In a move that could help increase home ownership rates among minorities and low-income consumers, the Fannie Mae Corporation is easing the credit requirements on loans that it will purchase from banks and other lenders.
The action, which will begin as a pilot program involving 24 banks in
15 markets -- including the New York metropolitan region -- will encourage those banks to extend home mortgages to individuals whose credit is generally not good enough to qualify for conventional loans. Fannie Mae officials say they hope to make it a nationwide program by next spring.
Fannie Mae, the nation's biggest underwriter of home mortgages, has been under increasing pressure from the Clinton Administration to expand mortgage loans among low and moderate income people and felt pressure from stock holders to maintain its phenomenal growth in profits.
"Fannie Mae has expanded home ownership for millions of families in the 1990's by reducing down payment requirements," said Franklin D. Raines, Fannie Mae's chairman and chief executive officer. "Yet there remain too many borrowers whose credit is just a notch below what our underwriting has required who have been relegated to paying significantly higher mortgage rates in the so-called subprime market."
- New York Times, September 30, 1999
30 Billion!
STRS has lost $30 Billion recently. Gee, that sounds like a lot of money. Let's see how much that is in practical terms. A million sounds like a lot of money, too; a billion must be more, so let's ask: "How much more?" A million seconds is a long time, isn't it? Well, not as much as you would think. A million seconds is only about 11 days and 11 hours. OK, then, how long is a billion seconds? It's a lot longer; to be exact, a billion seconds is more than 31 years. It's hard to comprehend how much bigger a billion is compared to a million, so let's get some more examples. If the $30 billion dollars STRS has lost were 30 billion seconds, it would stretch from today until the year 2959 A.D., roughly 47 generations into the future. $30 billion is, in short, a lot of money. It is, in fact, incomprehensibly large. Since what STRS lost is money, let's talk about money. Let's see what 30 billion one dollar bills does for us. We shall lay them out, one by one, and see how much ground they cover. This is, of course, a mind-experiment since, as mentioned above, if we laid one bill every second it would take us 950 years to lay them all down. You can probably figure out you could cover your yard with them, and you'd be right. Ah, but would it cover your entire city? Yes, it will probably will. "Wait a minute," you exclaim, "how do you know that since you don't know what city I live in?" Well, actually, that's pretty easy to answer. Follow along with me here. Again, it's almost disappointing how little a million is. A million bucks would probably cover all your yard, with a bit left over; that's 2.55 acres but, if you had a large lot, you might have some bare spots. Ah, but a billion bucks goes much farther; it will cover 4 square miles. Now, that's a lovely sight…4 square miles covered with dollar bills. "Gotcha!" you exclaim. "My city is much bigger than 4 square miles." Yes, that's probably true, but STRS didn't lose a mere 1 billion dollars, it lost 30 billion dollars and that's almost exactly 120 square miles. Columbus, Ohio, is 210 square miles so, if you live in Columbus, it'd only cover a little more than half. The next largest city in land area is Cleveland, a diminutive 76 square miles, and you'd have enough dollar bills to cover almost all of it two bills deep. The next time you drive over the innerbelt bridge, take a look around and visualize everything you see covered in dollar bills, two deep. That, my friend, is a lot of cash. If area isn't your cup of tea, let's talk about solid stuff. I bet you think 30 billion nickels is pretty heavy. You'd be right. A million nickels weighs about as much three cars. Big piles, but easily visualized. However, 30 billion nickels would form a pile the size of three Titanic-sized ocean liners (the Titanic only displaced a mere 46,328 gross tons, a measly 8.4 billion nickels). Keep in mind 30 billion nickels is only worth 1½ billion dollars. In terms of pennies, 30 billion dollars worth of pennies would form a pile the size of twenty Titanics bunched together. If the earth and the sun were 30 billion times closer, the sun would be hovering 1,500 feet in the air above our heads. That would certainly make solar panels more efficient, assuming we wouldn't be bothered by the 5,000 degree temperature (we would be), or not sucked by gravity onto its surface (we would be). If you were a light ray, traveling at 186,282 miles per second (note: miles per SECOND; that's 670,616,700 mph), it would take you almost two days (44.44 hours) to go 30 billion miles. Well, you catch my drift. STRS has lost a lot of money, an inconceivably large amount. I do not appreciate that amount being trivialized by individuals acting as cheerleaders for the investment department. Yes, many other institutions have lost funds in the recent market downturn; other cars skidding off the road neither excuses my poor driving technique, nor my ignoring hazardous road conditions. There seem to be no consequences whatsoever, to anybody, for this $30 billion loss of assets, and that, in light of the gargantuan losses we have suffered, is very disturbing. Like the old saying goes, "If you continue to do things the same way, why would you expect different results?"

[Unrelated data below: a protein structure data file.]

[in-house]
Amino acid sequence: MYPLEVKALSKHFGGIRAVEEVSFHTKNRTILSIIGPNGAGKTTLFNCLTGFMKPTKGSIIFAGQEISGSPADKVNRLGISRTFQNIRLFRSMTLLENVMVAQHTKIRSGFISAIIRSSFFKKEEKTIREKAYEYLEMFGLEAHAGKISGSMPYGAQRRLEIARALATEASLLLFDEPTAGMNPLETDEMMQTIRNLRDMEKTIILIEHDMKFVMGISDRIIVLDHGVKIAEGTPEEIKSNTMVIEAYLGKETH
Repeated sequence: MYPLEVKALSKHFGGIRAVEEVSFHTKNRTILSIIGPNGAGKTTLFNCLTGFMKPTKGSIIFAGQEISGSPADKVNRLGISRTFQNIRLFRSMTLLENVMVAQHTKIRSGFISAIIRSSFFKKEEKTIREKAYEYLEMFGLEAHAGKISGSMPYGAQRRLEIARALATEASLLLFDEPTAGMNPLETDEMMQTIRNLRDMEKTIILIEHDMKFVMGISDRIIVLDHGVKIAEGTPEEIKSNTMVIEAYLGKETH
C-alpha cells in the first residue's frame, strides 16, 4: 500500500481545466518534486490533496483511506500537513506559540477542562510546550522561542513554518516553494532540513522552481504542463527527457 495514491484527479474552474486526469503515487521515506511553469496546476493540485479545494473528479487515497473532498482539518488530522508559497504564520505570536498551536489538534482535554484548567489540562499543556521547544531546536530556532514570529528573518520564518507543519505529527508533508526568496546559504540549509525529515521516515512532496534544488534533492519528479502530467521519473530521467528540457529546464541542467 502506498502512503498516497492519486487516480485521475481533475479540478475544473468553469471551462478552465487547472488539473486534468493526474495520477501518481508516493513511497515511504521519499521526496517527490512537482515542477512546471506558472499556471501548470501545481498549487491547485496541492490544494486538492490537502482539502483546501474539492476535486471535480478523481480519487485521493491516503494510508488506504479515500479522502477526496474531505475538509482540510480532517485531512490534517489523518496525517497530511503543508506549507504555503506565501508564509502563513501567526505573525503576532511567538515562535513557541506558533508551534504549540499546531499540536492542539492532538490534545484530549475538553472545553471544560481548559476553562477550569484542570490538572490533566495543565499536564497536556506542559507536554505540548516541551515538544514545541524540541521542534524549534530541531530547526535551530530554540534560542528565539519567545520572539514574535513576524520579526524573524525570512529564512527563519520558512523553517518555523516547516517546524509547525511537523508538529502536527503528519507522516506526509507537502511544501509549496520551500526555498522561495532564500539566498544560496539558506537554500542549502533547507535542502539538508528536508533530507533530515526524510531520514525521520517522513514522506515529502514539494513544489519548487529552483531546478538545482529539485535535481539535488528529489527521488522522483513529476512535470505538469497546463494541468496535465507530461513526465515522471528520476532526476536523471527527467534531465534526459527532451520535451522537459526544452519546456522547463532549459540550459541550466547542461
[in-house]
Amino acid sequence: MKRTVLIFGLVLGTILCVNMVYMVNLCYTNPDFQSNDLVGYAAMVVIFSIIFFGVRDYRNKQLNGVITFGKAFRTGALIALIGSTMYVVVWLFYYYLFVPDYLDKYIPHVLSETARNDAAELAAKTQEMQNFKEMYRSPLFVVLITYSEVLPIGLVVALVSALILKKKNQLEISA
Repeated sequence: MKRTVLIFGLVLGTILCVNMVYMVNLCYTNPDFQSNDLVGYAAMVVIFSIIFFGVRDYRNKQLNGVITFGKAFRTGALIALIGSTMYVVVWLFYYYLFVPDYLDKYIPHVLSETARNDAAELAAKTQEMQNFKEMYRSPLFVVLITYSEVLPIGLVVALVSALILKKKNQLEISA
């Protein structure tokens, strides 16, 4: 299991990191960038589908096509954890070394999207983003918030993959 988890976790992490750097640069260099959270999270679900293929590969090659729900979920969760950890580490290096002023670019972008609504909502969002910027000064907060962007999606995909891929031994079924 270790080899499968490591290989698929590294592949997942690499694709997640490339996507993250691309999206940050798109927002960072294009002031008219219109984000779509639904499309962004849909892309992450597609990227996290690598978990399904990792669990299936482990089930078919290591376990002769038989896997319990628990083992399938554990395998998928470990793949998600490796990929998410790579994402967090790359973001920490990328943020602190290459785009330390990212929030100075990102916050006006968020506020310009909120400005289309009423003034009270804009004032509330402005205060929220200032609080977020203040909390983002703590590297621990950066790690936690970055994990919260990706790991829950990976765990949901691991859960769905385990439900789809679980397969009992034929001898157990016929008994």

Richard A. DeColibus
Larry KehresMount Union Collge
Division III